that they had the opportunity to advance in their current organization, suggesting that the key to advancement in their mind is movement across organizations.

A multiemployer survey asking what employees expect from the new deal (based on employee surveys inside each company) found that "secure employment" is ranked fifth in importance out of 10 attributes that employees expect from their companies. Interesting work, open communications, and opportunities for development took the top three spots (The Conference Board, 1997). Focus groups conducted by Towers Perrin report that while employers put commitment and trust as the two most important things they want from the new deal, employees want professional development and training, investments that make it possible for them to reduce their dependence on their current employer and become more valuable in the labor market (Milligan, 1996).

There is some evidence from the Towers Perrin survey that employees now seem to have rather positive views about their work situation as opposed to earlier in the 1990s: 79 percent believed that their company had treated them fairly and that they had a sense of personal accomplishment from their work, and 75 percent feel motivated and that they could have an impact on company success. The contrast with much more negative survey results just a few years before no doubt reflects several issues: day-to-day experience in the workplace has changed as growth has replaced downsizing; extensive hiring means that a large percentage of the respondents had little experience with either the restructuring period or the old deal; and people tend to recalibrate their perceptions (Bookbinder, 1996).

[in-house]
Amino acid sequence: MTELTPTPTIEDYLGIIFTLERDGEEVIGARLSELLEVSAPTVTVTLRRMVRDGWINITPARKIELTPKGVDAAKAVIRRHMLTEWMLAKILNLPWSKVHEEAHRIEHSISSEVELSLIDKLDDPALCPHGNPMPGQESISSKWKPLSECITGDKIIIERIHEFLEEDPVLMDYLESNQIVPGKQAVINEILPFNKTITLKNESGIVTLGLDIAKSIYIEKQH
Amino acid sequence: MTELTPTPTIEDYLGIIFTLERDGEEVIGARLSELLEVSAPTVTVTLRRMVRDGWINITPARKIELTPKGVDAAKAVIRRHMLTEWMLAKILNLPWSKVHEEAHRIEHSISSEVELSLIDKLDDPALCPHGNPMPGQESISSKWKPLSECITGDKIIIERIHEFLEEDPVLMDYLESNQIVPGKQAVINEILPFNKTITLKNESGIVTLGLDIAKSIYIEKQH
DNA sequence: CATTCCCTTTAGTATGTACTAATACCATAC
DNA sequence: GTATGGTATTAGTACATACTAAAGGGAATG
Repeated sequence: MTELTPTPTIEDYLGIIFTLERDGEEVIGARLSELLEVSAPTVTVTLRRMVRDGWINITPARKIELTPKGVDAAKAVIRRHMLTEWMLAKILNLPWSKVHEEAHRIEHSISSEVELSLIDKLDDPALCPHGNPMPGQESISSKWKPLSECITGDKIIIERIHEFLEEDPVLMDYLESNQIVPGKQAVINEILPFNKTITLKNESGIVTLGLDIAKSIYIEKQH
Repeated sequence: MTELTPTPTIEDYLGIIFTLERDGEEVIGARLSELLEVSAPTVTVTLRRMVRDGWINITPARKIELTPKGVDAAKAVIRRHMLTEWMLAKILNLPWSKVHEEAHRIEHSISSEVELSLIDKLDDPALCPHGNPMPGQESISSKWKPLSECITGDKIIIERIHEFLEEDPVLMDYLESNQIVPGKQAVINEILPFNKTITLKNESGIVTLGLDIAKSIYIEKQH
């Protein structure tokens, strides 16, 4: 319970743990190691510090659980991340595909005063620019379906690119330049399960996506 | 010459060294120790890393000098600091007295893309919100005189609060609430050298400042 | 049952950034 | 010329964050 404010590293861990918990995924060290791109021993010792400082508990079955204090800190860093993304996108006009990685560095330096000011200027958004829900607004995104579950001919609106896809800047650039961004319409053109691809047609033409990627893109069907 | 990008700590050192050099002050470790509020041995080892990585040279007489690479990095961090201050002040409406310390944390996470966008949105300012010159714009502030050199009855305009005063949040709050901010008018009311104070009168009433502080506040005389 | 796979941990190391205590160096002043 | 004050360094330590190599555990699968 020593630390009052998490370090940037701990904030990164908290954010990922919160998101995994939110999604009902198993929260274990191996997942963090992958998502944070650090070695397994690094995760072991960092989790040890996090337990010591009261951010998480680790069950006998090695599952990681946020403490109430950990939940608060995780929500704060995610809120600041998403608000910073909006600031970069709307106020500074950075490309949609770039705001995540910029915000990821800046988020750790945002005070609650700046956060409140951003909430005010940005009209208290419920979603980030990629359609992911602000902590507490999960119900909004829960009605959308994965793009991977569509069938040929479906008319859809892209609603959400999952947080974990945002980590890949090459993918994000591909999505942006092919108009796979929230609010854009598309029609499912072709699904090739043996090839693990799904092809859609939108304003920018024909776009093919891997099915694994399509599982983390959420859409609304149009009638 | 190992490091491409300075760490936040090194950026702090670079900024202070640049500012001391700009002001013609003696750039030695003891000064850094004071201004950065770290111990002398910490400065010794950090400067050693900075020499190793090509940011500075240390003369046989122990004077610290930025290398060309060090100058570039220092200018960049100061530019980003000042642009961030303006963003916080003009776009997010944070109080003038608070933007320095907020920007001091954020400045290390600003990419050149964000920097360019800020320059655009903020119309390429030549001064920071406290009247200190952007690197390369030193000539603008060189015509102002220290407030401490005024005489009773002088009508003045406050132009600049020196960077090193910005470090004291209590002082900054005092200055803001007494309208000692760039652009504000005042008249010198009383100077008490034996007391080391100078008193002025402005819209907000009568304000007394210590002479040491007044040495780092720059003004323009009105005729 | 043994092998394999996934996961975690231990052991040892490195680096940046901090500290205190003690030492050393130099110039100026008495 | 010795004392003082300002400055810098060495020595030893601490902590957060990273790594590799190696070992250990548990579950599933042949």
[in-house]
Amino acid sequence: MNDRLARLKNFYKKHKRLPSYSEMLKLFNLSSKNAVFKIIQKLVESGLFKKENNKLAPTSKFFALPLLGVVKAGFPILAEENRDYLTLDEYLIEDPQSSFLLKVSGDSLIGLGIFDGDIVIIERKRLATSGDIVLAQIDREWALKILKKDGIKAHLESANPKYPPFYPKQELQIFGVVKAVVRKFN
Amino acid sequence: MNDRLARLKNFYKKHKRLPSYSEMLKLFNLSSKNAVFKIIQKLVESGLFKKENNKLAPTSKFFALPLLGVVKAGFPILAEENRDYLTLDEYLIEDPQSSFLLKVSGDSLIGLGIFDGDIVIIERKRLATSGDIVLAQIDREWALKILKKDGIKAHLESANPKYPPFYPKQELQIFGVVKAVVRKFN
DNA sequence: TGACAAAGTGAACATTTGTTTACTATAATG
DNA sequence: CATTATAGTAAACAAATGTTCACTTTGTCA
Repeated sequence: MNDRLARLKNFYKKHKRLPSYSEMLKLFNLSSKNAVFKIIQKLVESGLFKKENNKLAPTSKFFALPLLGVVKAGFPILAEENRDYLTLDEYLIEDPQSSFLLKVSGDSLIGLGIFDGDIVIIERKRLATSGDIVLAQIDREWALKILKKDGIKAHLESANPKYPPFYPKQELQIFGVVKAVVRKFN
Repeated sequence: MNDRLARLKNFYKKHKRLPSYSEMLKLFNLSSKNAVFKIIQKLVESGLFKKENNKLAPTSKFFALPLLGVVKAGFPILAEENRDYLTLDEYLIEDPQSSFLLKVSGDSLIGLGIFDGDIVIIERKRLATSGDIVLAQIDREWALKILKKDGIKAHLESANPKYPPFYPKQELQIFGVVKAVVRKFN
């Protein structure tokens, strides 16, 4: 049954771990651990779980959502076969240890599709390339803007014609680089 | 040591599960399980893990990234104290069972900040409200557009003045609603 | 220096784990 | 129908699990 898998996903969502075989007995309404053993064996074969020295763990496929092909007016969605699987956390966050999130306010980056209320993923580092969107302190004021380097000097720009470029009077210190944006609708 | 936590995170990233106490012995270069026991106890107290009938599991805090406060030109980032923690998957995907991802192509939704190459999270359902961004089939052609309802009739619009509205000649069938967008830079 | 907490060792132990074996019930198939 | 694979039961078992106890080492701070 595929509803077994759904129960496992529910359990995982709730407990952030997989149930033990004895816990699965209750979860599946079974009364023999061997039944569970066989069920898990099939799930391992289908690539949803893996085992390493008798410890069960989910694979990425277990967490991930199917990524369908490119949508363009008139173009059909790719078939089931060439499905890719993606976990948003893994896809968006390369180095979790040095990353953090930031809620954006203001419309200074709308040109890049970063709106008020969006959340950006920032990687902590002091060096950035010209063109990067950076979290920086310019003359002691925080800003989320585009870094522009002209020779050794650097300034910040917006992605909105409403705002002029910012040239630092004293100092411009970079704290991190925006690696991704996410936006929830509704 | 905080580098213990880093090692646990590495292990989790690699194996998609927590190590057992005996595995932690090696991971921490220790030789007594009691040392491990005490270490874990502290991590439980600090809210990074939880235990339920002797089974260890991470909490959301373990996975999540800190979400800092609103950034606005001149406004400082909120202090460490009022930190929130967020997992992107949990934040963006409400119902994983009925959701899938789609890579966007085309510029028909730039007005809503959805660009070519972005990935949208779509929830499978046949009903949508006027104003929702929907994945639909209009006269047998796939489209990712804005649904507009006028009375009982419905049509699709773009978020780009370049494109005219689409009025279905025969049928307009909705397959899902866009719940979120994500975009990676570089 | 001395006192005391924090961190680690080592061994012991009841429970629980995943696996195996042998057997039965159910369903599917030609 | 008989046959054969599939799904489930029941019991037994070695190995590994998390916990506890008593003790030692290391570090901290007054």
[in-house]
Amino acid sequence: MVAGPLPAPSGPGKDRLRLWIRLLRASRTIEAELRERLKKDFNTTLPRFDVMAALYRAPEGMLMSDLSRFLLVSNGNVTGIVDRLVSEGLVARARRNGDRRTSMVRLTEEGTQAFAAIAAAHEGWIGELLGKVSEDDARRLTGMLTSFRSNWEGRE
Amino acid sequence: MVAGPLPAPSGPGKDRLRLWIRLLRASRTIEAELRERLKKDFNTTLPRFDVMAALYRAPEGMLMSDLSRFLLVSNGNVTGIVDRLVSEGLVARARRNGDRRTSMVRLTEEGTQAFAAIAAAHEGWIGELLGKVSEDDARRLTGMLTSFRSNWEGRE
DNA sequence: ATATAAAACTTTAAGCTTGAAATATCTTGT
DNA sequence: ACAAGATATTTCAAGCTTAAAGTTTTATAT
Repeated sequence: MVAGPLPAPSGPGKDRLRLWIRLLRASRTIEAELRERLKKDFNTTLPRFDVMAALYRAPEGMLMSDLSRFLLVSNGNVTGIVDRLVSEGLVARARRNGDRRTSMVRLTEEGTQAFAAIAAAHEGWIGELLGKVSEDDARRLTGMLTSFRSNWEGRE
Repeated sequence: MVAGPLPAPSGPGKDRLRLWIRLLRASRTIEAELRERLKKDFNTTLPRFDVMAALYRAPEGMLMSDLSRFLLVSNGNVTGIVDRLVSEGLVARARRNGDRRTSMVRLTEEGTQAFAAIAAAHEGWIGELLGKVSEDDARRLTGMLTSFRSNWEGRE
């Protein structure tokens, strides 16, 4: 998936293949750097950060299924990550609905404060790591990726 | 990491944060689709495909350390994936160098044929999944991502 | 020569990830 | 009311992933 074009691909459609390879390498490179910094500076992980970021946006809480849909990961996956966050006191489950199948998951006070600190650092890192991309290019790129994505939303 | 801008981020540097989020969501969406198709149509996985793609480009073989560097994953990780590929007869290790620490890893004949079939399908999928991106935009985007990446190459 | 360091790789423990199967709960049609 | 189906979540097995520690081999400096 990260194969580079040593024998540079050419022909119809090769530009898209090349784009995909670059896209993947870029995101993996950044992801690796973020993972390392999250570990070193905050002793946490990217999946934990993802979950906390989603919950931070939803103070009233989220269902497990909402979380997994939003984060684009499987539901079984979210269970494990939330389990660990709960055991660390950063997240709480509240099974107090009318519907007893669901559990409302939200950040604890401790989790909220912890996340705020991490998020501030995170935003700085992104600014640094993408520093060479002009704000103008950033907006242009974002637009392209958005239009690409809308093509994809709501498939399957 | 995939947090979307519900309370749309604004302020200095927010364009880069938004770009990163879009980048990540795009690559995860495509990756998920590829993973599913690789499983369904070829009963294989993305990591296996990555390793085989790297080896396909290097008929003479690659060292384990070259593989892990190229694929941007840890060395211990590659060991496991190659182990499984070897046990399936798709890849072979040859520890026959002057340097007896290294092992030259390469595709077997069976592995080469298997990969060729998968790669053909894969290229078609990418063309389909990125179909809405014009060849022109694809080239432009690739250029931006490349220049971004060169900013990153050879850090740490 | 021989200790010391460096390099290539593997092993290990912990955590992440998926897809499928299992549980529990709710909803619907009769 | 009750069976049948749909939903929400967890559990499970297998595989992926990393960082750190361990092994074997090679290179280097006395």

Conclusions and Implications

The arguments and evidence presented in this chapter suggest several general conclusions about changes in the structure of work. First, there appears to be much greater diversity in how work, jobs, and occupations are structured. The rise of nonstandard work is perhaps the best example, but there is also greater variety in how tasks are performed (e.g., the amount of teamwork and employee involvement). In part because the structure of organizations has become more fluid and the boundary around



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